2020 has been full of challenges for businesses of all sizes, and for every business function, all over the globe. But marketers in California faced a double whammy — starting the year with the California Consumer Privacy Act (CCPA) going into effect, and almost immediately after getting whacked by the global turmoil caused by the coronavirus pandemic. While it might have taken marketers 12–18 months in normal circumstances to fully adapt to the challenges posed by CCPA, that’s almost been pushed into the background with the “burning platform” that is the Covid-19 pandemic. But, as all of us know, ignoring regulation doesn’t make it go away — CCPA is very much an issue that needs to be dealt with, even as the pandemic puts additional pressure on your customer contact centers — both on inbound and outbound customer contacts — during these times of extended lockdowns (many businesses in California are now in their fifth month of lockdown impact).
One thing you can rely on in life is that when it rains, it pours. The other thing — there is always a useful Winston Churchill quote when you need one!
Yes indeed, never let a good crisis go to waste. Covid-19 is a reset for business expectations. We are never going back to the old ways, and while we are calling what we see today as the “New Normal,” in all humility this is just the interim normal. The New Normal is yet to come, and companies that are Digital and Agile will adapt and write the rules for that new standard, while others will struggle to keep up.
So how do you turn compliance and regulatory burden related to consumer privacy on one hand, and the need to do more with remote interactions with customers (at a time when in-person interactions are almost impossible) into an opportunity for a more enhanced, sustainable customer engagement model that is also more satisfying to the customers by an order of magnitude?
Well, you start by throwing away the old playbook and assumptions and starting afresh. Case in point — Apple!
When other technology giants have gotten into trouble with both customers going up in arms against perceived exploitation of their data, and policy makers in DC getting under the hood to understand how they use customer data, Apple has built a business around its promise to protect their customers’ privacy. And the market has noticed and rewarded that handsomely!
Duck Duck Go — a relative newcomer in internet search market, and virtually unknown a few years ago, has catapulted itself into a possible contender for an Apple acquisition. They made a name for themselves going against conventional wisdom that the only way to monetize internet search was by leveraging customer data for targeted advertising.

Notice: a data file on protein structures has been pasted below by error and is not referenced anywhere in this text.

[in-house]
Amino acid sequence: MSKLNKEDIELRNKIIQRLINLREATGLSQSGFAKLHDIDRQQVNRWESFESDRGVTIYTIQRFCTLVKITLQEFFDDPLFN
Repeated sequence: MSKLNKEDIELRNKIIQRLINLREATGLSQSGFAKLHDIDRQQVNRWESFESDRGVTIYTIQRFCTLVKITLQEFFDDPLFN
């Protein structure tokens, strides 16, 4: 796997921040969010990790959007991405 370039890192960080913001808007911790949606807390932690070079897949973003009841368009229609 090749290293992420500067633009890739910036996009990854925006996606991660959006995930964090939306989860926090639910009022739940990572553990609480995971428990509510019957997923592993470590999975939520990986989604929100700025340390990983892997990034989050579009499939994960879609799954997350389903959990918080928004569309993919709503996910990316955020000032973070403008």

Once you have decided on pushing the reset button on customer privacy, here are some practical areas you should focus on to accelerate your efforts and get the first mover advantage or competitive differentiation that you seek in your market.
1. Customer-first culture across all touch points in the organization.
A recent survey by PwC shows that 85% of customers wish there were more companies they could trust with their data. Yet, companies seem to have a false belief that they are doing better — leading to a widening gap. Clearly, this indicates companies need to radically step up their game when it comes to protecting customers’ data. This has two sides to it: (a) Changing company culture where employees inherently buy into the philosophy of treating customer information as sacrosanct at all points, and (b) conveying the cultural shift to your customers by means of an appropriate outreach effort.
The company culture part is tough — like any other characteristic that defines a company’s culture, you can’t do it overnight. And, it starts from the top — leading by example from the C-Suite. The outreach to customers is not easy either, but can be planned as a series of initiatives to build trust, including:
A clear public message from the C-Suite on how the company is committed to protecting customers’ data privacy
Clear cut policies and improving/simplifying terms and conditions that outline how you will use and protect customer data
Compliance with not only existing regulatory requirements, but participating in industry-wide initiatives that are forward-looking
2. Improved processes and technologies — especially ones that impact touch points with customers.
No matter how hard your employees try to protect customers’ privacy, if the business processes and the underlying technologies are not supportive, it will be very difficult to put your vision and good intentions into practice.